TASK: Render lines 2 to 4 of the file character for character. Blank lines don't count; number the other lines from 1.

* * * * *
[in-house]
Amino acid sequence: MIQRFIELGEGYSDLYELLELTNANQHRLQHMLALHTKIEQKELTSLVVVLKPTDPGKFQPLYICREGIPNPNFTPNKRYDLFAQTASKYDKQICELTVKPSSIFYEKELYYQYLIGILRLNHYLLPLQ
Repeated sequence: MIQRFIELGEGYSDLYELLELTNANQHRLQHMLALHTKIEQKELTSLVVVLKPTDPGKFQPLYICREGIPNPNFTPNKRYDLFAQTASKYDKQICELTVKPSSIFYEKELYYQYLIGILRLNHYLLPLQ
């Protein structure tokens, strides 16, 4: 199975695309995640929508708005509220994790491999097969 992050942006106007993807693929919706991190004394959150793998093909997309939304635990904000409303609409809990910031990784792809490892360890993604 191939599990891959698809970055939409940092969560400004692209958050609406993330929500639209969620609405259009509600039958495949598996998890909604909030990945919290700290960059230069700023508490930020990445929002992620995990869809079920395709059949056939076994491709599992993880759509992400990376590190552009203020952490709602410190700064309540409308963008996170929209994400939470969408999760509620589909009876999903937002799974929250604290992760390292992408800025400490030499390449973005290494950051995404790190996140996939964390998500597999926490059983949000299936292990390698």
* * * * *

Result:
Amino acid sequence: MIQRFIELGEGYSDLYELLELTNANQHRLQHMLALHTKIEQKELTSLVVVLKPTDPGKFQPLYICREGIPNPNFTPNKRYDLFAQTASKYDKQICELTVKPSSIFYEKELYYQYLIGILRLNHYLLPLQ
Repeated sequence: MIQRFIELGEGYSDLYELLELTNANQHRLQHMLALHTKIEQKELTSLVVVLKPTDPGKFQPLYICREGIPNPNFTPNKRYDLFAQTASKYDKQICELTVKPSSIFYEKELYYQYLIGILRLNHYLLPLQ
């Protein structure tokens, strides 16, 4: 199975695309995640929508708005509220994790491999097969 992050942006106007993807693929919706991190004394959150793998093909997309939304635990904000409303609409809990910031990784792809490892360890993604 191939599990891959698809970055939409940092969560400004692209958050609406993330929500639209969620609405259009509600039958495949598996998890909604909030990945919290700290960059230069700023508490930020990445929002992620995990869809079920395709059949056939076994491709599992993880759509992400990376590190552009203020952490709602410190700064309540409308963008996170929209994400939470969408999760509620589909009876999903937002799974929250604290992760390292992408800025400490030499390449973005290494950051995404790190996140996939964390998500597999926490059983949000299936292990390698």